(c) Let M : ( R n 1 { 0 } ) × Σ ¯ C k × k be a Michlin function, and let M ( ξ , q ) be invertible for all ξ and q. If the norm of the inverse matrix is bounded by a constant independent of ξ and q, then also ( ξ , q ) M ( ξ , q ) 1 is a Michlin function. This follows iteratively noting that

ξ j ξ j M ( ξ , q ) 1 = M ( ξ , q ) 1 ( ξ j ξ j M ( ξ , q ) ) M ( ξ , q ) 1 .

Now we will show that the basic solution Y as well as the coefficient matrix Ψ satisfy uniform estimates. Here and in the following, C stands for a generic constant which may vary from inequality to inequality but is independent of the variables appearing in the inequality. We will scale the functions with | ξ | and with

ρ : = ρ ( ξ , q ) : = | ξ | + | q | . (3.9)

Lemma 3.8 (a) For all N 0 and all x n > 0 , the function

M 1 ( ) ( ξ , x n , q ) : = x n ( | ξ | 0 0 ρ ) n + 1 Y ( ξ , x n , q ) ( Δ 1 ( | ξ | ) 0 0 Δ 2 ( ρ ) )

is a Michlin function with constant independent of x n ( 0 , ) .

(b) The functions

C 1 ( ξ , q ) : = Δ 1 ( ρ ) 1 ( B ( 1 , 2 ) ( D n ) Y ( 2 ) ) ( ξ , 0 , q ) Δ 2 ( ρ ) , C 2 ( ξ ) : = Δ 2 ( | ξ | ) 1 ( B ( 2 , 1 ) ( D n ) Y ( 1 ) ) ( ξ , 0 ) Δ 1 ( | ξ | )

are Michlin functions.

Proof We use an explicit description of the basic solutions. According to [21], Section 1, there exist polynomials (with respect to τ) N 1 ( ξ , τ ) , , N m ( ξ , τ ) and N m + 1 ( ξ , τ , q ) , , N 2 m ( ξ , τ , q ) such that

1 2 π i γ 1 N k ( ξ , τ ) A 1 + ( ξ , τ ) τ j 1 d τ = δ j k ( j , k = 1 , , m ) , 1 2 π i γ 2 N k ( ξ , τ , q ) A 2 + ( ξ , τ , q ) τ j 1 d τ = δ j k ( j , k = m + 1 , , 2 m )

with δ j k being the Kronecker delta symbol. Here γ 1 = γ 1 ( ξ ) is a smooth closed contour in the upper half-plane C + , depending on ξ and enclosing the m roots of the polynomial A 1 ( ξ , ) with positive imaginary part, while γ 2 = γ 2 ( ξ , q ) is a smooth closed contour in C + depending on ( ξ , q ) and enclosing the m roots of A 2 ( ξ , , q ) in C + . Moreover, N k is positively homogeneous in its arguments of degree m k for k = 1 , , 2 m while A 1 + and A 2 + are positively homogeneous in their arguments of degree m.

This leads to the following representation for the basic solutions Y ( 1 ) = ( Y k ( 1 ) ) k = 1 , , m and Y ( 2 ) = ( Y k ( 2 ) ) k = m + 1 , , 2 m :

Y k ( 1 ) = 1 2 π i γ 1 N k ( ξ , τ ) A 1 + ( ξ , τ ) e i x n τ d τ ( k = 1 , , m ) , Y k ( 2 ) = 1 2 π i γ 2 N k ( ξ , τ , q ) A 2 + ( ξ , τ , q ) e i x n τ d τ ( k = m + 1 , , 2 m ) . (3.10)

To prove part (a), we will show that for all j N 0

x n | ξ | k j n j Y k ( 1 ) ( ξ , x n ) and x n ρ k j n j Y k ( 2 ) ( ξ , x n , q ) (3.11)

are Michlin functions. Setting j : = + 1 and noting the definitions of Δ 1 and Δ 2 , this immediately implies (a). Similarly, to show (b) we have to prove that

| ξ | k j 1 n j Y k ( 1 ) ( ξ , 0 ) and ρ k j 1 n j Y k ( 2 ) ( ξ , 0 , q ) (3.12)

are Michlin functions. We will restrict ourselves to Y k ( 2 ) , the result for Y k ( 1 ) follows in the same way.

For j N 0 and k { m + 1 , , 2 m } , we substitute τ τ / ρ in the integral representation (3.10) and obtain

ξ γ [ x n ρ k j n j Y k ( 2 ) ( ξ , x n , q ) ] = 1 2 π i γ 2 ( ξ , q ) ξ γ [ ρ k j N k ( ξ , τ , q ) A 2 + ( ξ , τ , q ) ] τ j x n e i x n τ d τ = 1 2 π i γ 2 ( ξ / ρ , q / ρ ) ξ γ [ ρ k j N k ( ξ , ρ τ , q ) A 2 + ( ξ , ρ τ , q ) ] ( ρ τ ) j x n e i ρ x n τ ρ d τ = 1 2 π i γ ˜ 2 ρ j ξ γ [ H k ( ξ , ρ τ , q ) ] τ j ( ρ x n ) e i ρ x n τ d τ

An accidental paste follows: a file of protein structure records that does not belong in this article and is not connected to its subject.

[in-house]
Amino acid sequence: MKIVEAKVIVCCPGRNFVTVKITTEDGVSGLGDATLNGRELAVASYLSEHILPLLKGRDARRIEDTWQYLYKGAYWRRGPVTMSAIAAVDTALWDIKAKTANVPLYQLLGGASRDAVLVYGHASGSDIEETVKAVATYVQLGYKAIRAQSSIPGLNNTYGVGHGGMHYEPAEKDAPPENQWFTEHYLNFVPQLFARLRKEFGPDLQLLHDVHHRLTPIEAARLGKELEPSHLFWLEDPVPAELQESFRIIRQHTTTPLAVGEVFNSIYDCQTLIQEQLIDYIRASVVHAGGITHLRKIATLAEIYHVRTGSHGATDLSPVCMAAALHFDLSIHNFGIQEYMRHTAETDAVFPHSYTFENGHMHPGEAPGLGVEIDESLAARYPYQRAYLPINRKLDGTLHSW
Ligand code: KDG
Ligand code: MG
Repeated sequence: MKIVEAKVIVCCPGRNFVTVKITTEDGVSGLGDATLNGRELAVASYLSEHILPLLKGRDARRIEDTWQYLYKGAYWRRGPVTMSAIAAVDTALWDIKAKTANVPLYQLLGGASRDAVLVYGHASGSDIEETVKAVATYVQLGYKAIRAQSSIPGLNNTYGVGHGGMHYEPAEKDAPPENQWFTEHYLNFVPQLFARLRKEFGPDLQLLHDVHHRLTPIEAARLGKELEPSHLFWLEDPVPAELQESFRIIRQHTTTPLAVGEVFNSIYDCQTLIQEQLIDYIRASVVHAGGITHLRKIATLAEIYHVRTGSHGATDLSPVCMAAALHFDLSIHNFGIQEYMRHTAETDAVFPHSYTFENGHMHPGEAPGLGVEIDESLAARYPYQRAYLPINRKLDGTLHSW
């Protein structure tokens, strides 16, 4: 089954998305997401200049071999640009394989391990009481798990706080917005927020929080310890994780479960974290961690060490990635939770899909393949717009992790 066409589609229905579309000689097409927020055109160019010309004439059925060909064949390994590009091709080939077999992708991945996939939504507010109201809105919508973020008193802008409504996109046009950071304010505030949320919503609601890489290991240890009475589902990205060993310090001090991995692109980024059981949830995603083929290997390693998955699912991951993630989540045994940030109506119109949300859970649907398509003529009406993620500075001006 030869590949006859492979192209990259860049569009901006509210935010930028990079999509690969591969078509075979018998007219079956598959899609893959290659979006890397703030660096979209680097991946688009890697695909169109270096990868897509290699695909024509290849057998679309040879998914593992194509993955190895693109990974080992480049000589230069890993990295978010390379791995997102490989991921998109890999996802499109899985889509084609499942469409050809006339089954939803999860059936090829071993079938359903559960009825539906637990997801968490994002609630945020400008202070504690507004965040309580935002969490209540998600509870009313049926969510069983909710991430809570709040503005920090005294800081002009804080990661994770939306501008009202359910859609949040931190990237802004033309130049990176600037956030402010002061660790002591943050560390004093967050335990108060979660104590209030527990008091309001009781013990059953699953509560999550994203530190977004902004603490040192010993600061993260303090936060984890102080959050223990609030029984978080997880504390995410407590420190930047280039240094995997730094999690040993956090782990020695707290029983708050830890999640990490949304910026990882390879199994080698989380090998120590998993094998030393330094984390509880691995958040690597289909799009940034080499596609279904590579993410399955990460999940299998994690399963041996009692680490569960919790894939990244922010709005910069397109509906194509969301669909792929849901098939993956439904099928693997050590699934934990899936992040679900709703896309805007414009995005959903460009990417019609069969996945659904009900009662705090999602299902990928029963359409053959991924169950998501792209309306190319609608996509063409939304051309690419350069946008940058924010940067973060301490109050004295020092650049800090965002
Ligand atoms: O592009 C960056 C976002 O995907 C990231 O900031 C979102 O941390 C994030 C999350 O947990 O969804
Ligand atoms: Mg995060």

with H k ( ξ , ρ , τ ) : = ρ k j N k ( ξ , ρ τ , q ) / A 2 + ( ξ , ρ τ , q ) . Note for the first equality that it is not necessary to differentiate the contour γ 2 ( ξ , q ) because it may be chosen locally independent of ξ . In the last equality, we replaced the contour γ 2 ( ξ ρ , q ρ ) by a fixed contour γ ˜ 2 which is possible by a compactness argument.

Due to the properties of N k and A 2 + , the function H k is homogeneous of degree −j in its arguments. Therefore, ξ γ H k is homogeneous of degree j | γ | in its arguments, and we obtain

ξ γ [ H k ( ξ , ρ τ , q ) ] = ρ j | γ | ( ξ γ H k ) ( ξ ρ , τ , q ρ ) .

From the fact that γ ˜ 2 may be chosen in C + and the elementary inequality t e t 1 ( t 0 ) we get

| ( ρ x n ) e i ρ x n τ | = ( ρ x n ) e ρ x n Im τ 1 Im τ C

for τ γ ˜ 2 . Inserting this and the homogeneity of H k into the above representation, we see

| ξ γ [ x n ρ k j n j Y k ( 2 ) ( ξ , x n , q ) ] | C ρ j ρ j | γ | C | ξ | | γ |

which shows (3.11). In the same way, for the proof of (3.12) we set x n = 0 in the above integral representation and obtain

| ξ γ [ ρ k j 1 n j Y k ( 2 ) ( ξ , 0 , q ) ] | = | 1 2 π i γ ˜ 2 ρ j ξ γ [ H k ( ξ , ρ τ , q ) ] τ j d τ | C ρ j ρ j | γ | C | ξ | | γ | .

This finishes the proof of (3.11) and (3.12) for Y k ( 2 ) . For Y k ( 1 ) , we use the substitution τ τ / | ξ | in the integral representation. As indicated above, (a) and (b) are immediate consequences of (3.11) and (3.12), respectively. □

The last lemma in connection with the following result is the essential step for the proof of the a priori estimates from the main theorem.

Lemma 3.9The functions

M 2 ( ξ , q ) : = ( Δ 1 ( | ξ | ) 1 0 0 | ξ | m Δ 1 ( ρ ) 1 ) Ψ ( ξ , q ) ( Δ 1 ( | ξ | ) 0 0 | ξ | m Δ 1 ( ρ ) ) , M ˜ 2 ( ξ , q ) : = ( | ξ | 1 I m 0 0 ρ 1 I m ) M 2 ( ξ , q ) ( | ξ | I m 0 0 ρ I m )

are Michlin functions.

Proof By Lemma 3.8(b), we have

Ψ ( ξ , q ) = ( I m Δ 1 ( ρ ) C 1 ( ξ , q ) Δ 2 ( ρ ) 1 Δ 2 ( | ξ | ) C 2 ( ξ ) Δ 1 ( | ξ | ) 1 I m ) 1

with Michlin functions C 1 and C 2 . For M 2 we obtain